The Oxford Handbook of Political Economy (Oxford Handbooks of Political Science)
Barry R. Weingast, Donald A. Wittman
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Over its long lifetime, "political economy" has had many different meanings: the science of managing the resources of a nation so as to provide wealth to its inhabitants for Adam Smith; the study of how the ownership of the means of production influenced historical processes for Marx; the study of the inter-relationship between economics and politics for some twentieth-century commentators; and for others, a methodology emphasizing individual rationality (the economic or "public choice" approach) or institutional adaptation (the sociological version). This Handbook views political economy as a grand (if imperfect) synthesis of these various strands, treating political economy as the methodology of economics applied to the analysis of political behavior and institutions.
This Handbook surveys the field of political economy, with fifty-eight chapters ranging from micro to macro, national to international, institutional to behavioral, methodological to substantive. Chapters on social choice, constitutional theory, and public economics are set alongside ones on voters, parties and pressure groups, macroeconomics and politics, capitalism and democracy, and international political economy and international conflict.
concave in x r F i (−ui (x)) is convex in x. If (x ∗A , x B∗ ) is an interior equilibrium, then both candidates locate at the utilitarian point: x ∗A = x B∗ = x. ⁹ This overturns Theorem 2 of Hinich 1978. See Banks and Duggan 2005 for an extended discussion. 76 candidate objectives and electoral equilibrium p2 1 Probability of winning level set Profitable deviations for probability of winning 1 2 Expected vote level set p1 1 2 1 Fig. 4.4 Diﬃculty with win motivation Of the assumptions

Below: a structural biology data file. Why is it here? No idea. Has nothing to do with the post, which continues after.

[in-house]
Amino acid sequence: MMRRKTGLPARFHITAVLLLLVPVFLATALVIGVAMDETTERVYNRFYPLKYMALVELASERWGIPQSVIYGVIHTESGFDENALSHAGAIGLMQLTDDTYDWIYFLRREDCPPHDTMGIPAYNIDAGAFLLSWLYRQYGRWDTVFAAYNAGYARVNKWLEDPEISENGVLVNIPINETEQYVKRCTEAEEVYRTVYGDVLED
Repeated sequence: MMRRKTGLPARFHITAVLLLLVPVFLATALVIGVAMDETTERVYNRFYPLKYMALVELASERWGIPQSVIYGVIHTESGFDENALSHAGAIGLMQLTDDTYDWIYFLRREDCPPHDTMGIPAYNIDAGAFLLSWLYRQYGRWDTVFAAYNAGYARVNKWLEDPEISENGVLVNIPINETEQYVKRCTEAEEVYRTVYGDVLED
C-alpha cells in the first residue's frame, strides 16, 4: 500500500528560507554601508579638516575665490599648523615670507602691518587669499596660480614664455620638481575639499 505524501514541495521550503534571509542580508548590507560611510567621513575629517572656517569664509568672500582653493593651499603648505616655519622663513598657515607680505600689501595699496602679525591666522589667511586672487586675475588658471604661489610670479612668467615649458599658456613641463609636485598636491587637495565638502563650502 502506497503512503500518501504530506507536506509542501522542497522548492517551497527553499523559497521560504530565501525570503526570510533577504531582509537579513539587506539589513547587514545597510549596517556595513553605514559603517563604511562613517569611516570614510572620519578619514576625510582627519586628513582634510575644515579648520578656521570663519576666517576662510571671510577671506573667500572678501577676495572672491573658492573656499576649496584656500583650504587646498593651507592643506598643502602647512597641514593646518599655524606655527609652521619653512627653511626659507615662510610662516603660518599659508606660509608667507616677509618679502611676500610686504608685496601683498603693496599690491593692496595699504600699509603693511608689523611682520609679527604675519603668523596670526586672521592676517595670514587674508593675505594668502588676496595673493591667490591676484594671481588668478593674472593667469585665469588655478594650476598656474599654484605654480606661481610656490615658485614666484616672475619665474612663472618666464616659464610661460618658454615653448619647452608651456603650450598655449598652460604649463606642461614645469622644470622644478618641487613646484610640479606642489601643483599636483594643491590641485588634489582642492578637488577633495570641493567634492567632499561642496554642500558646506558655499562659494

one. While this result is remarkable, it hinges crucially on unconventional assumptions about the labor market. While electoral competition is often modeled in terms of two candidates competing in a majoritarian system, elections frequently involve non-majoritarian electoral rules, and multiple candidates. Meyerson (1993) shows that electoral rules have a profound impact on the sorts of oﬀers candidates will make. He develops a common framework for comparing various electoral configurations.
magnitude, the lower the threshold of exclusion (or of representation), and thus the easier it is for parties to achieve representation with only relatively limited electoral support. Thus, for any electoral rule (with the exception of plurality bloc voting), expectations of possible electoral success should increase with district magnitude, and thus more parties should be expected to compete at the district level. However, if there are numerous small parties or independent candidacies (some of
ballot access. Many non-democratic nations have stringent legal restrictions on competition, or in practice make it impossible for other parties to compete successfully with the ruling party. But even in some democratic nations with genuine political competition, such as the USA we can find a fairly drastic form of cartelized politics, in which existing major parties seek to restrict the domain of competition to bar further entrants by raising substantial legal barriers to new parties (or
institutions are treated as being endogenous. If the history of research on endogenous legislative institutions is any guide, there will be disagreement on which institutions are endogenous to other institutions. These controversies, in turn, help shape our understanding of institutions and provide a deeper understanding of organizations. 2 Revelation and Aggregation of Information: Voting ............................................................................. In this section, we consider